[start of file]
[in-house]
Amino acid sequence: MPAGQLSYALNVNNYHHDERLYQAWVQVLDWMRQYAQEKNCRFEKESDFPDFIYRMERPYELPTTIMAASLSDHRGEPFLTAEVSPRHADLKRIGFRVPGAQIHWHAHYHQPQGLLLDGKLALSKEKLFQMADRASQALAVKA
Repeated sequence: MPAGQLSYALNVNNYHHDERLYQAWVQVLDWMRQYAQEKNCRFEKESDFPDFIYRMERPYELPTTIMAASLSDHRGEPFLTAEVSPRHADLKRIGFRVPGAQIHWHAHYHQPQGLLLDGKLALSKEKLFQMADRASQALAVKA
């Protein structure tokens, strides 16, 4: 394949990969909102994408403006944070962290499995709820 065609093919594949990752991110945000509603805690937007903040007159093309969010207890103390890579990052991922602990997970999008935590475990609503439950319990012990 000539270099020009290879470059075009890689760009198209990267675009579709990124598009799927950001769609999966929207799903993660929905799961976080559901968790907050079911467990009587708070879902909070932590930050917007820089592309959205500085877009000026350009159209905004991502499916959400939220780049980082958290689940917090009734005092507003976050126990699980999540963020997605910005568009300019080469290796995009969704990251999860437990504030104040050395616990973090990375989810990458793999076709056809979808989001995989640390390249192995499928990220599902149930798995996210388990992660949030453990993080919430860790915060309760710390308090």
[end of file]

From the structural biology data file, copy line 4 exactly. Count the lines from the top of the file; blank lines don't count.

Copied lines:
């Protein structure tokens, strides 16, 4: 394949990969909102994408403006944070962290499995709820 065609093919594949990752991110945000509603805690937007903040007159093309969010207890103390890579990052991922602990997970999008935590475990609503439950319990012990 000539270099020009290879470059075009890689760009198209990267675009579709990124598009799927950001769609999966929207799903993660929905799961976080559901968790907050079911467990009587708070879902909070932590930050917007820089592309959205500085877009000026350009159209905004991502499916959400939220780049980082958290689940917090009734005092507003976050126990699980999540963020997605910005568009300019080469290796995009969704990251999860437990504030104040050395616990973090990375989810990458793999076709056809979808989001995989640390390249192995499928990220599902149930798995996210388990992660949030453990993080919430860790915060309760710390308090």